Holiday foods, not US election, concern average Soviet citizen By David K. willis, Staff correspondent of The Christian Science monitor
Standing in long lines in badly lighted, unkempt stores trying to buy sausage , meat, butter, fruit, and potatoes for the big Nov. 7 anniversary holiday here, the average Soviet citizen is hardly aware that Americans are voting half a world away.
United States election razzle-dazzle hardly penetrated. The Soviet press has poured abuse onto both President Carter and Ronald Reagan, but the controlled media did not give the poll excessive mention.
Citizens are told that presidents don't make policy in the United States anyway: Monopolies do.
The big event here is the Nov. 7 holiday, to celebrate the 1917 Revolution. normally, shops are stocked with extra food supplies so families can eat their traditional big meal at home after watching the parade through Red Square in Moscow on television or attending local parades in their home towns.
But this year, after months of poor weather and mismanagement so bad that Communist Party leaders have criticized it in public, shoppers report it was hard to find sausage or chicken. Outside Moscow, butter and milk were far from plentiful. Potatoes often ran short, both in and out of Moscow.
Muscovites who know Western residents have been asking them for rice, cabbage , and onions from the special food shops for Westerners only. "I am embarrassed to ask," said one, "but this year we have been walking the streets, sometimes hungry because we can't find enough food."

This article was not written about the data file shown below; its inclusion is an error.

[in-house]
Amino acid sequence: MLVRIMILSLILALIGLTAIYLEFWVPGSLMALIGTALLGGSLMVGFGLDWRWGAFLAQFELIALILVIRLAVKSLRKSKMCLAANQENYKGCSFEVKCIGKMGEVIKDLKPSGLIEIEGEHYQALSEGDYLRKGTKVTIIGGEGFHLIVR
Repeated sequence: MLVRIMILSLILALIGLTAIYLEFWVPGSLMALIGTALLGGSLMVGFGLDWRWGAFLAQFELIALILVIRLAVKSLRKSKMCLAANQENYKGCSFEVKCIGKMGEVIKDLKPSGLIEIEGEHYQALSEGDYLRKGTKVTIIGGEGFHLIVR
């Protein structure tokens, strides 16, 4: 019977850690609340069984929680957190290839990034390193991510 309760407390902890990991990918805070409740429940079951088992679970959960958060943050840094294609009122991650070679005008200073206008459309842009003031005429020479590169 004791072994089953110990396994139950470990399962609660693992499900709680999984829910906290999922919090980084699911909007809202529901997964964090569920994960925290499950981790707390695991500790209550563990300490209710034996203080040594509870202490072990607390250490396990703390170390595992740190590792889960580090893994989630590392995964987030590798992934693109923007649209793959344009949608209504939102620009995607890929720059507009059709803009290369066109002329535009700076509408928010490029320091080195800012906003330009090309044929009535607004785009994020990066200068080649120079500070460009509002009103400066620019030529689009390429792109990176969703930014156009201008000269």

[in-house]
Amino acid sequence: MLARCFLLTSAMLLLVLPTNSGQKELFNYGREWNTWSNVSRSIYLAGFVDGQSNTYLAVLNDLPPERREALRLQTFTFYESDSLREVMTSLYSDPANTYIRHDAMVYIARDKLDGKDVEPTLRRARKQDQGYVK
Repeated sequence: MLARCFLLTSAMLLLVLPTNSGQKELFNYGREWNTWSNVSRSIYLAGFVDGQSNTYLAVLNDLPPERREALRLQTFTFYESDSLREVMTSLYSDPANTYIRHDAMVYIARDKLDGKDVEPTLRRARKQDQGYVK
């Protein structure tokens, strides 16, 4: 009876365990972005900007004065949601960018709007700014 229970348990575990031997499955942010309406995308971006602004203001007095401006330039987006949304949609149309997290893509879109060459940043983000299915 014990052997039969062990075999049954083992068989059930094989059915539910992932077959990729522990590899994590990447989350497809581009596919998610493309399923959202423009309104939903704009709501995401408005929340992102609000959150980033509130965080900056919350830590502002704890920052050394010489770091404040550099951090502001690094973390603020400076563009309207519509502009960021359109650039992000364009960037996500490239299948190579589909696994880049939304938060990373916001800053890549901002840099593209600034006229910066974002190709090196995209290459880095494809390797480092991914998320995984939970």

In moscow, Leningrad, Liev, Novosibirsk, Odessa, and other major centers, educated Soviet citizens were interested in the election. Millions who listen to the Voice of America and the BBC followed the news as best they could, in spite of jamming designed to filter out news of worker defiance in Poland.
But across the country, out of the main cities, and in the countryside, little was known, little was heard.
Citizens are constantly told that the US has worsened detente by boosting defense spending. They are not told that the US blames the USSR for invading Afghanistan.
They are not and will not be told that the US and Canadian ambassadors and many NATO colleagues plan to stay away from the Nov. 7 parade in Moscow to show their displeasure at the Afghan invasion.
Sixteen ambassadors in all were absent from the parade on May Day (May 1) this year for the same reason.
However, US Ambassador Thomas J. Watson, and the new Canadian envor, Geoffrey Parson, will attend a Kremlin reception after the parade Nov. 7. The two governments draw a distinction between the parade, at which military equipment is reviewed, and a ceremonial occasion hosted by the Soviet chief of state, Leonid Brezhnev.
It might be argued that US disapproval would be underscored by Mr. Watson's absence from the reception as well. But the US is apparently loath to give up any chance to see Kremlin leaders face-to-face, given the extremely limited occasions to do so.